Not an easy band to describe, this Terraced Garden. Arriving very late in the game, it's not readily apparent where the band is coming from. Especially on "Melody & Menace". King Crimson is one obvious influence, especially when considering the Fripp sustained leads and the David Cross like violin. Flute and mellotron also call out an early 70s UK progressive rock heritage. But then there's the maudlin monotone vocals and compact song lengths, very clearly a product of the early 80s. The album improves as it goes, and is definitely one of the progressive rock highlights of the early 80s. I never cared much for "Braille", an album that was too quick to embrace the digitized 80s New Wave movement. Since they were always a concise band, it was probably a natural transition for a band looking for some chart respect. "Within" did a better job of melding the two styles together, but still a bit too commercially oriented for my tastes.
Wow - today is a big day if you're an Aera fan. And, if we're to interpret the Long Hair announcement, a huge day for Krautrock fans in general. We've already been spoiled with the SWF sessions. Now we have a whole new radio company to play with: The Bavarian Broadcast Corporation.
Look for release dates from the middle to end of November.
The Bavarian Broadcast (BR) Recordings Vol.1 1975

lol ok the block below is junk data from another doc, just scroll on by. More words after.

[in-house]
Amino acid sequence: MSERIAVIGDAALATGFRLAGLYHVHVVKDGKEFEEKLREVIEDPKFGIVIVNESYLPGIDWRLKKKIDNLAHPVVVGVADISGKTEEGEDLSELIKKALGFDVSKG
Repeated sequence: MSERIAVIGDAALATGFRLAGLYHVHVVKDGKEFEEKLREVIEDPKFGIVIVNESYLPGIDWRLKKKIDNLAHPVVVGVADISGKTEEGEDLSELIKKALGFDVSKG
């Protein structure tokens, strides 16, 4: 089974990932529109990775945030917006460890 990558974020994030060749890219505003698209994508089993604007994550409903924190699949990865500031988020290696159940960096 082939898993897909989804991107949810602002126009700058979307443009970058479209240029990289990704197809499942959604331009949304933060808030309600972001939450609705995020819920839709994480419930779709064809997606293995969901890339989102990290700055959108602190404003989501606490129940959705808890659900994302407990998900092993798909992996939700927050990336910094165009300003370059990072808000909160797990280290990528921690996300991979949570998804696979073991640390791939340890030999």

"Besides the SWF (German south-west broadcast) series with German bands of the Krautrock era,Long Hair start a new series with recordings form the vaults of Bavarian Broadcast Corporation (located in Munich). Volume 1 of the series is dedicated to Aera, one of Germany´s finest bands of this time and well known because of their albums "Humanum Est" and "Hand und Fuss" (vinyl version re-released on Long Hair, LHC43 and LHC44). On January 9,1975 Aera with the line-up (same as on "Humanum Est") Muck Groh, guitar, Klaus Kreuzeder, sax and flute, Dieter Bauer, bass and drummer Wolfgang Teske, performed in an extraordinary setting-St. George´s Church in Freising, district of Munich. The idea of the concert was to open the church for contemporary music and to give the musicians the chance to interpret the Roman Catholic liturgy, the "Holy Mass", with their music. Aera went a long with the five components of the holy mass and played two titles of their up coming album "Humanum Est" and another three titles that were not included on any album. The titles presented during the second part of the concert were earlier versions of titles that were later released on the album "Hand und Fuss". Aera played more than 75 minutes. All titles were digitally remastered from original master tape. Booklets contains story and a review of the concert and rare photos. Highly recommended!"